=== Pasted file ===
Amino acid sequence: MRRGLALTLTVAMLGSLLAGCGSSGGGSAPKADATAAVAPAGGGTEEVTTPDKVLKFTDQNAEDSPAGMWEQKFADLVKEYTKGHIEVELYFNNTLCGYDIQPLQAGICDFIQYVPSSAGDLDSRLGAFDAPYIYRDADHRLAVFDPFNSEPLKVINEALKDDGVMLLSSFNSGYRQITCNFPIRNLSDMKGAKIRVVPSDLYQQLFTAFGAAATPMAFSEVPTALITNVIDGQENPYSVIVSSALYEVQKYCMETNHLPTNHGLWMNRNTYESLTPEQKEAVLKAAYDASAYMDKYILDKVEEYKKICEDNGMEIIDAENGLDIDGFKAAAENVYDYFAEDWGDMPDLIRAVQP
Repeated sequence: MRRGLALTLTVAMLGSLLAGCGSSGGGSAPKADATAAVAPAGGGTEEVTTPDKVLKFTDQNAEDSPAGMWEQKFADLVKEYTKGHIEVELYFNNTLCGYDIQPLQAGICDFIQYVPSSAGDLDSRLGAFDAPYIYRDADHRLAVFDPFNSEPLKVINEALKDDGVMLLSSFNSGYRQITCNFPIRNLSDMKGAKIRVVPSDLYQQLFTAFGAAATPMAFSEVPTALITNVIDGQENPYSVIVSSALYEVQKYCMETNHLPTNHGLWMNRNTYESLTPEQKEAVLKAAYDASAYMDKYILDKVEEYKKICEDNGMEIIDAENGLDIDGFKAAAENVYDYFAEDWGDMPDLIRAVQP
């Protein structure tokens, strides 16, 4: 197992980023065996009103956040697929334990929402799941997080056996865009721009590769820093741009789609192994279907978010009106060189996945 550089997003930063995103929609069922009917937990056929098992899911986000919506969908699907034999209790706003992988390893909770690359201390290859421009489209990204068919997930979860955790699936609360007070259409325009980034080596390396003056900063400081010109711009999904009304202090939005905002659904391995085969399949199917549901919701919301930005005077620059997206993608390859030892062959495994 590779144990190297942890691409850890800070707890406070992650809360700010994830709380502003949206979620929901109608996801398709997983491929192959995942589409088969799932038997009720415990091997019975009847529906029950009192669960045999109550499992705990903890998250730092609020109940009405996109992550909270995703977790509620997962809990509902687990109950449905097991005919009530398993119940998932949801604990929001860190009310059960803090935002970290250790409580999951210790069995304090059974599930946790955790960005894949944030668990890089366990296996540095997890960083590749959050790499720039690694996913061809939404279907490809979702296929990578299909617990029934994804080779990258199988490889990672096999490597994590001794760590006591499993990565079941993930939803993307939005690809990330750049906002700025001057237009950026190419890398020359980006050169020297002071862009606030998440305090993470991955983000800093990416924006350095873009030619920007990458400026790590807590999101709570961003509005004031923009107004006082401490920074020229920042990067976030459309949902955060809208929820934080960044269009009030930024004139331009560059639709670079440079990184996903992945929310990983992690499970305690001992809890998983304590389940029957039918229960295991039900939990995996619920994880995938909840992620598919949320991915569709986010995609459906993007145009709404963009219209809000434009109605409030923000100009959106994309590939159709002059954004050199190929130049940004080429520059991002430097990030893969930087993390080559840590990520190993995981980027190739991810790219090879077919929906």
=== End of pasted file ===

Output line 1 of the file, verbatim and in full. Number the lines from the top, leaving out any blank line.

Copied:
Amino acid sequence: MRRGLALTLTVAMLGSLLAGCGSSGGGSAPKADATAAVAPAGGGTEEVTTPDKVLKFTDQNAEDSPAGMWEQKFADLVKEYTKGHIEVELYFNNTLCGYDIQPLQAGICDFIQYVPSSAGDLDSRLGAFDAPYIYRDADHRLAVFDPFNSEPLKVINEALKDDGVMLLSSFNSGYRQITCNFPIRNLSDMKGAKIRVVPSDLYQQLFTAFGAAATPMAFSEVPTALITNVIDGQENPYSVIVSSALYEVQKYCMETNHLPTNHGLWMNRNTYESLTPEQKEAVLKAAYDASAYMDKYILDKVEEYKKICEDNGMEIIDAENGLDIDGFKAAAENVYDYFAEDWGDMPDLIRAVQP